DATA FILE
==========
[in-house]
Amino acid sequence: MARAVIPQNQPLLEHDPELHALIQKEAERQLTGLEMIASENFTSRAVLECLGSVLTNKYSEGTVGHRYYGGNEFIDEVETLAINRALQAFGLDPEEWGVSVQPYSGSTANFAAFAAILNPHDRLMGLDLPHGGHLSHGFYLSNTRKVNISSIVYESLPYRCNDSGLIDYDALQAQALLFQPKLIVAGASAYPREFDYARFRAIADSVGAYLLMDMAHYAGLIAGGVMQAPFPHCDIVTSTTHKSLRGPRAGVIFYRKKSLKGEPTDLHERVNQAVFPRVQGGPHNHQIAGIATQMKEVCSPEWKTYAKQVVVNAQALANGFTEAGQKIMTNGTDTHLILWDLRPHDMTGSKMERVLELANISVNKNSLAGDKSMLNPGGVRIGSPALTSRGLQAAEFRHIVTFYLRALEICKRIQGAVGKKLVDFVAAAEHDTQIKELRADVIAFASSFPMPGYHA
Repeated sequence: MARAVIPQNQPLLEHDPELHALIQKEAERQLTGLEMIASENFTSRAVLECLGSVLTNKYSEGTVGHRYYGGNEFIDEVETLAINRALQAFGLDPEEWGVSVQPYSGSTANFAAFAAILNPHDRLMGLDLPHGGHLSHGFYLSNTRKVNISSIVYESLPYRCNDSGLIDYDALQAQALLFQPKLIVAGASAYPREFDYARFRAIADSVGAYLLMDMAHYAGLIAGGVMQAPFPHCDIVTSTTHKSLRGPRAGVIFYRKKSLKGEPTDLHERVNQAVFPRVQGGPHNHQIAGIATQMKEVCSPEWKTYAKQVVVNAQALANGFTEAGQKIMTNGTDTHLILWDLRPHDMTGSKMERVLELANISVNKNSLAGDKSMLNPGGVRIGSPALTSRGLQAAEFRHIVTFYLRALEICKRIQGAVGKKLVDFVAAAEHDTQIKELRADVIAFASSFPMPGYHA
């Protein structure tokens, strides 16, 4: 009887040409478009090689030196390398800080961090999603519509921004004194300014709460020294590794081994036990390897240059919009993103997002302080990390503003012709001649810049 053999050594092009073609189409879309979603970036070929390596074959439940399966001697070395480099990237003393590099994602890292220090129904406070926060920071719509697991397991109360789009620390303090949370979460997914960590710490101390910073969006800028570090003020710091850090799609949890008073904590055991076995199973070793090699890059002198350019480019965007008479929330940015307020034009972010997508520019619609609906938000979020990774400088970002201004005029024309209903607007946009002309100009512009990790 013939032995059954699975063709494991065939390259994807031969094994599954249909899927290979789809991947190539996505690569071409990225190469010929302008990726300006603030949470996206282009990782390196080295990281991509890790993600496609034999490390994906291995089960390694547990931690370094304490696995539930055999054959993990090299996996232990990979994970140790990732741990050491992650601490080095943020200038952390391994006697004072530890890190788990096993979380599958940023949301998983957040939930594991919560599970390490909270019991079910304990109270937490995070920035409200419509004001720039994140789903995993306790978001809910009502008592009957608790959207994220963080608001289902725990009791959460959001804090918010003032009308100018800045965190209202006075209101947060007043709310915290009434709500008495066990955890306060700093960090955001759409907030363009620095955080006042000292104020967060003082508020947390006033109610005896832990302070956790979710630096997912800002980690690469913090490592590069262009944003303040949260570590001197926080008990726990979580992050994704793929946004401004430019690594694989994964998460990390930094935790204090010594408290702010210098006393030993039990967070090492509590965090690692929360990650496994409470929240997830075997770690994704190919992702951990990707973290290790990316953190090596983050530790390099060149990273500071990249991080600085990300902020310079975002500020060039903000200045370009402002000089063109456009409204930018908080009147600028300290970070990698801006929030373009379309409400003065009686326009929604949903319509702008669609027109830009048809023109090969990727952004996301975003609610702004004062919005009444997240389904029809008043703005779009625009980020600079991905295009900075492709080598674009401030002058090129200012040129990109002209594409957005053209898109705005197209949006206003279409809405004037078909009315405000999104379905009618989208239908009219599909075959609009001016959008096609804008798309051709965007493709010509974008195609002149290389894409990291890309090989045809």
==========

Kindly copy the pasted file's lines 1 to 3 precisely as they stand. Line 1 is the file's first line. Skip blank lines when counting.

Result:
[in-house]
Amino acid sequence: MARAVIPQNQPLLEHDPELHALIQKEAERQLTGLEMIASENFTSRAVLECLGSVLTNKYSEGTVGHRYYGGNEFIDEVETLAINRALQAFGLDPEEWGVSVQPYSGSTANFAAFAAILNPHDRLMGLDLPHGGHLSHGFYLSNTRKVNISSIVYESLPYRCNDSGLIDYDALQAQALLFQPKLIVAGASAYPREFDYARFRAIADSVGAYLLMDMAHYAGLIAGGVMQAPFPHCDIVTSTTHKSLRGPRAGVIFYRKKSLKGEPTDLHERVNQAVFPRVQGGPHNHQIAGIATQMKEVCSPEWKTYAKQVVVNAQALANGFTEAGQKIMTNGTDTHLILWDLRPHDMTGSKMERVLELANISVNKNSLAGDKSMLNPGGVRIGSPALTSRGLQAAEFRHIVTFYLRALEICKRIQGAVGKKLVDFVAAAEHDTQIKELRADVIAFASSFPMPGYHA
Repeated sequence: MARAVIPQNQPLLEHDPELHALIQKEAERQLTGLEMIASENFTSRAVLECLGSVLTNKYSEGTVGHRYYGGNEFIDEVETLAINRALQAFGLDPEEWGVSVQPYSGSTANFAAFAAILNPHDRLMGLDLPHGGHLSHGFYLSNTRKVNISSIVYESLPYRCNDSGLIDYDALQAQALLFQPKLIVAGASAYPREFDYARFRAIADSVGAYLLMDMAHYAGLIAGGVMQAPFPHCDIVTSTTHKSLRGPRAGVIFYRKKSLKGEPTDLHERVNQAVFPRVQGGPHNHQIAGIATQMKEVCSPEWKTYAKQVVVNAQALANGFTEAGQKIMTNGTDTHLILWDLRPHDMTGSKMERVLELANISVNKNSLAGDKSMLNPGGVRIGSPALTSRGLQAAEFRHIVTFYLRALEICKRIQGAVGKKLVDFVAAAEHDTQIKELRADVIAFASSFPMPGYHA